How HVLS Fans Make Warehouse Air Conditioning More Efficient
In many cases, fans reduce the costs of HVAC while making the plant more comfortable
A few weeks ago, we analyzed the reasons it’s sometimes impractical for some facilities to install HVAC. Yet, productivity studies spell out the reasons why cooler work environments reduce errors and increase productivity. If your facility already has air conditioning, why would you need to add HVLS fans?
There are a few reasons, but the primary one is that a combination of air conditioning and fans reduce costs
Fans and air conditioning work very differently. In simple terms, HVAC cools the air but doesn’t do much to move and mix it. That’s the role of fans, and it increases comfort whether or not you have air conditioning. Cold air has to reach all the people you need it to reach and do so economically.
Comfort at higher temperatures
HVLS and other fans don’t reduce temperatures. They make the environment more comfortable and seem cooler to people, meaning your thermostat can be set lower and still deliver a comfortable working environment to your people. Big Ass Fans make a typical warehouse feel 10 degrees cooler than its air temperature, meaning you can set your thermostats lower and still deliver an excellent work environment.
HVLS fans reduce HVAC energy consumption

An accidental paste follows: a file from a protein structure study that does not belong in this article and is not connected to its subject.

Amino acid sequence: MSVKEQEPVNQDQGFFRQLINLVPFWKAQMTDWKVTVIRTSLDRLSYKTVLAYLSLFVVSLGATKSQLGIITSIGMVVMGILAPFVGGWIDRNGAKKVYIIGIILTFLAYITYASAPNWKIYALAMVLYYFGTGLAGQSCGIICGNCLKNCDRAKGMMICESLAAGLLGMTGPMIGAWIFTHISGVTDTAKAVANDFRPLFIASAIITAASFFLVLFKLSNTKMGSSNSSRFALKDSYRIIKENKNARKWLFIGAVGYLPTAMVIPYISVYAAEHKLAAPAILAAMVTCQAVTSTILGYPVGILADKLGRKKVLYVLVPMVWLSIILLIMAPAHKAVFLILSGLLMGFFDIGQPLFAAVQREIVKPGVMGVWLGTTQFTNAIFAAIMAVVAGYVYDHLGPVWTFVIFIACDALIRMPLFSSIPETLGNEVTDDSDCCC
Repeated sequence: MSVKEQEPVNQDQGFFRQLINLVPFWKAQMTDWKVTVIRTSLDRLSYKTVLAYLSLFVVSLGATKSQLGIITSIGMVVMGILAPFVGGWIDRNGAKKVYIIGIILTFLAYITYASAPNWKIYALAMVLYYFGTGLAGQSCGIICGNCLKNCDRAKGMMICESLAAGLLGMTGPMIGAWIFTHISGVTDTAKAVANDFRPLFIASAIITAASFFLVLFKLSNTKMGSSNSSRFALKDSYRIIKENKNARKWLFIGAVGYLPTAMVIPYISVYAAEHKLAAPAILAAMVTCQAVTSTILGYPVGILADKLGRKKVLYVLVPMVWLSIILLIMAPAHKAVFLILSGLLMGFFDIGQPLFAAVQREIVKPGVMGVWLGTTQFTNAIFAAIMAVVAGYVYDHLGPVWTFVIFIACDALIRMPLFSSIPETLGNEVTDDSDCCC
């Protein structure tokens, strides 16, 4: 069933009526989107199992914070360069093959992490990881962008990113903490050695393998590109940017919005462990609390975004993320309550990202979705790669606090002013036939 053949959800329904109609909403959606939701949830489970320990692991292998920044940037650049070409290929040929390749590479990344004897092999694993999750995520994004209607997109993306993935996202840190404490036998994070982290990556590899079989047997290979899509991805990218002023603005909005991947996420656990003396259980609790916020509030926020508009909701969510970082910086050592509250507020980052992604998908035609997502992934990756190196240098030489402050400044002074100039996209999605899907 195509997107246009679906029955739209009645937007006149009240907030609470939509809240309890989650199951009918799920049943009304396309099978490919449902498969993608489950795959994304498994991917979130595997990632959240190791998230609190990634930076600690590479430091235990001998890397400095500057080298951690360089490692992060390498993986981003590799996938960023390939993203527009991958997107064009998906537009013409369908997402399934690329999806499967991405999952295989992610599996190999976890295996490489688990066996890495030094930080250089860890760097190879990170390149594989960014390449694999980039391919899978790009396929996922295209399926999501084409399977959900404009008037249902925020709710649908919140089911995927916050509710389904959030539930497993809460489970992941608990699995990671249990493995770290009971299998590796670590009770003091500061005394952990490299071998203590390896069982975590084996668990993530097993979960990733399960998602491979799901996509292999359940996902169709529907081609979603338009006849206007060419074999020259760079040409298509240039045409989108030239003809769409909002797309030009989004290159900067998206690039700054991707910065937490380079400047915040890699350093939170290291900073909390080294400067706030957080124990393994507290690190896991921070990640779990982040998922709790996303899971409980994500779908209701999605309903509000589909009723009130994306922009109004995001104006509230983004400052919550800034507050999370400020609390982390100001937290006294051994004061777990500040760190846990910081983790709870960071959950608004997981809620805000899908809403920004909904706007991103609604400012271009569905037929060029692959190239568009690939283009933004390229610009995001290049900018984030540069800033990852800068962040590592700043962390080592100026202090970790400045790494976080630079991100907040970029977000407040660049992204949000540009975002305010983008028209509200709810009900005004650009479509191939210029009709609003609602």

Climate control isn’t cheap, but it’s typically worth it in a hot warehouse or factory. The biggest reason we install fans in air-conditioned facilities is that they help reduce costs, and can actually make cool air more comfortable.
It breaks down this way: If you can raise the thermostat by one degree, you’ll save an average of 4% on HVAC energy costs. So if you can set your thermostat to 75, rather than 70, that’s big savings over the course of a hot summer. HVLS fans require very little power to operate, so a smart implementation lets you turn up the thermostat, reduce energy costs and increase facility comfort all at the same time.
Evenly distribute cool air across your facility
HVAC systems are infamous — particularly in large, open spaces like warehouses — for wildly varying temperatures. This puts stress on your system and forces it to run longer.
It will typically be cooler near vents, and less comfortable the further you get away from dispersion points. This contributes to system inefficiency because you are cranking down the air conditioner to cope with it. But it’s also an operational issue since you want people on the picking line to be just as comfortable as those in the shipping area. You can add ducts and tubing to even it out, but HVLS fans tend to do that very efficiently, along with their other positive attributes. They may be fairly close in terms of cost vs. tubing and ductwork, and certainly don’t limit your use of ceilings.
Example: Assuming a plant in a hot state like Texas has 100 employees earning $15 per hour on average, a Big Ass Fans fan installation could save $83,000 per year and reduce productivity losses by 54%. (These numbers will be affected by a variety of facility factors; contact us to evaluate your specific situation and facility.)